Globe-Gazette from Mason City, Iowa on October 10, 1949 · Page 5
Get access to this page with a Free Trial

A Publisher Extra Newspaper

Globe-Gazette from Mason City, Iowa · Page 5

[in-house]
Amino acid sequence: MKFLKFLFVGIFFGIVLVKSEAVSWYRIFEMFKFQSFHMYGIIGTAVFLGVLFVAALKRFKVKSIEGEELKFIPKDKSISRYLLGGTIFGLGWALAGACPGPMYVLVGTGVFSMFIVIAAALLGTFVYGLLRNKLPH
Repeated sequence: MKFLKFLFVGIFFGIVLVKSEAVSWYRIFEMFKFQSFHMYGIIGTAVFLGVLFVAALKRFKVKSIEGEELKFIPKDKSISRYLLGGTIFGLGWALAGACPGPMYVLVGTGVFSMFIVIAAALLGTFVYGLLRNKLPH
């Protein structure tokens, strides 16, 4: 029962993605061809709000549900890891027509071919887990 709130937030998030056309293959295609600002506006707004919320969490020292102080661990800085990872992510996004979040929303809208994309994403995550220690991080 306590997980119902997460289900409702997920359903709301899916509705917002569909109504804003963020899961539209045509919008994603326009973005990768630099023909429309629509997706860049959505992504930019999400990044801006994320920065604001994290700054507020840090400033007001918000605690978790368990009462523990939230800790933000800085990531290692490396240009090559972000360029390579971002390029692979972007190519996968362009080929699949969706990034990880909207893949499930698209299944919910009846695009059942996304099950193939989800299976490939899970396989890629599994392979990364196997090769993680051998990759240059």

Publication:
Location:
Mason City, Iowa
Issue Date:
Monday, October 10, 1949
Page:
Page 5
Start Free Trial
Cancel